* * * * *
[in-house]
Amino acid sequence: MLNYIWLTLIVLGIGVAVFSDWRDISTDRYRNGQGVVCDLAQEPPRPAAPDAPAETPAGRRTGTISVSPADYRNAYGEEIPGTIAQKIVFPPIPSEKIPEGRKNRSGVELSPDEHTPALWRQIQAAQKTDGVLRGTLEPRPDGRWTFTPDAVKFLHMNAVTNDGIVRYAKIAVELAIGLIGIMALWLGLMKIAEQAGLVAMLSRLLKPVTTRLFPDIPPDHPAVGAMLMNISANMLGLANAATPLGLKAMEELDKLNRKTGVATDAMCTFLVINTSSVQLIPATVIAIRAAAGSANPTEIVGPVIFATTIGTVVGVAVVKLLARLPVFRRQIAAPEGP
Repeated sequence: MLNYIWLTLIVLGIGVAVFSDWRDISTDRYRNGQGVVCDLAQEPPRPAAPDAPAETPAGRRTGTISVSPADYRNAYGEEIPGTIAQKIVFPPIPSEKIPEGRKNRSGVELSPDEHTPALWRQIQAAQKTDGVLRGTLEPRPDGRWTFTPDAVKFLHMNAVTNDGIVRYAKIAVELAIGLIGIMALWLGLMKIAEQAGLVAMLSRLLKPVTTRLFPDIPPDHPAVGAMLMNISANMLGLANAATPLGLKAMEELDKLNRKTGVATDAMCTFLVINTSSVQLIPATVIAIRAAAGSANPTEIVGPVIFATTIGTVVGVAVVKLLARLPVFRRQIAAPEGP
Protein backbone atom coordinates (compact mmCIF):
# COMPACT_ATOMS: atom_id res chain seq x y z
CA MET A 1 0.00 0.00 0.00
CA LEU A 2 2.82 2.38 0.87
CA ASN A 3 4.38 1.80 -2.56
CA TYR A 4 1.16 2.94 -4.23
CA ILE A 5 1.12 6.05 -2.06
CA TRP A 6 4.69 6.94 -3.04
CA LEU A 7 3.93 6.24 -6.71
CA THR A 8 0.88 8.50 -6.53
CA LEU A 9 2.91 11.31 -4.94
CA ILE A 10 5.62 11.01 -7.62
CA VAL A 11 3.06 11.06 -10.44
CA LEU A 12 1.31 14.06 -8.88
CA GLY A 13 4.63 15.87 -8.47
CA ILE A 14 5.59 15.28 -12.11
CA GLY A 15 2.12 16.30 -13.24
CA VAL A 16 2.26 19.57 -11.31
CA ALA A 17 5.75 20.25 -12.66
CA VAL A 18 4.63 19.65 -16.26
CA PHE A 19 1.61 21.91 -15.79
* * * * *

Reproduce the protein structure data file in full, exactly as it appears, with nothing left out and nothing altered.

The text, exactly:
[in-house]
Amino acid sequence: MLNYIWLTLIVLGIGVAVFSDWRDISTDRYRNGQGVVCDLAQEPPRPAAPDAPAETPAGRRTGTISVSPADYRNAYGEEIPGTIAQKIVFPPIPSEKIPEGRKNRSGVELSPDEHTPALWRQIQAAQKTDGVLRGTLEPRPDGRWTFTPDAVKFLHMNAVTNDGIVRYAKIAVELAIGLIGIMALWLGLMKIAEQAGLVAMLSRLLKPVTTRLFPDIPPDHPAVGAMLMNISANMLGLANAATPLGLKAMEELDKLNRKTGVATDAMCTFLVINTSSVQLIPATVIAIRAAAGSANPTEIVGPVIFATTIGTVVGVAVVKLLARLPVFRRQIAAPEGP
Repeated sequence: MLNYIWLTLIVLGIGVAVFSDWRDISTDRYRNGQGVVCDLAQEPPRPAAPDAPAETPAGRRTGTISVSPADYRNAYGEEIPGTIAQKIVFPPIPSEKIPEGRKNRSGVELSPDEHTPALWRQIQAAQKTDGVLRGTLEPRPDGRWTFTPDAVKFLHMNAVTNDGIVRYAKIAVELAIGLIGIMALWLGLMKIAEQAGLVAMLSRLLKPVTTRLFPDIPPDHPAVGAMLMNISANMLGLANAATPLGLKAMEELDKLNRKTGVATDAMCTFLVINTSSVQLIPATVIAIRAAAGSANPTEIVGPVIFATTIGTVVGVAVVKLLARLPVFRRQIAAPEGP
Protein backbone atom coordinates (compact mmCIF):
# COMPACT_ATOMS: atom_id res chain seq x y z
CA MET A 1 0.00 0.00 0.00
CA LEU A 2 2.82 2.38 0.87
CA ASN A 3 4.38 1.80 -2.56
CA TYR A 4 1.16 2.94 -4.23
CA ILE A 5 1.12 6.05 -2.06
CA TRP A 6 4.69 6.94 -3.04
CA LEU A 7 3.93 6.24 -6.71
CA THR A 8 0.88 8.50 -6.53
CA LEU A 9 2.91 11.31 -4.94
CA ILE A 10 5.62 11.01 -7.62
CA VAL A 11 3.06 11.06 -10.44
CA LEU A 12 1.31 14.06 -8.88
CA GLY A 13 4.63 15.87 -8.47
CA ILE A 14 5.59 15.28 -12.11
CA GLY A 15 2.12 16.30 -13.24
CA VAL A 16 2.26 19.57 -11.31
CA ALA A 17 5.75 20.25 -12.66
CA VAL A 18 4.63 19.65 -16.26
CA PHE A 19 1.61 21.91 -15.79